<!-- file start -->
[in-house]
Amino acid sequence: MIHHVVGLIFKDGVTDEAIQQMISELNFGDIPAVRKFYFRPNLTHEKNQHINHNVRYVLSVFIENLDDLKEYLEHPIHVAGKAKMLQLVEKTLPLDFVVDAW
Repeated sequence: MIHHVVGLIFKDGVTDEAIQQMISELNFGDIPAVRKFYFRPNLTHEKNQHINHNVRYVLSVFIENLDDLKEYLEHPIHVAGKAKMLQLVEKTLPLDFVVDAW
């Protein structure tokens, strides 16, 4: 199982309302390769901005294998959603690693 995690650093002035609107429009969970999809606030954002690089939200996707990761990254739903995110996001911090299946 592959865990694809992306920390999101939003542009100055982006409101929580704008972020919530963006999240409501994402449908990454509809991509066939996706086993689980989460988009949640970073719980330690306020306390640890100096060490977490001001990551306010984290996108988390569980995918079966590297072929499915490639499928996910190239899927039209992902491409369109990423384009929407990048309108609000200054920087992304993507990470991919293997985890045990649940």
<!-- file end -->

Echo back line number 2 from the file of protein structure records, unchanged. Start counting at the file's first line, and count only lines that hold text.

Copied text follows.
Amino acid sequence: MIHHVVGLIFKDGVTDEAIQQMISELNFGDIPAVRKFYFRPNLTHEKNQHINHNVRYVLSVFIENLDDLKEYLEHPIHVAGKAKMLQLVEKTLPLDFVVDAW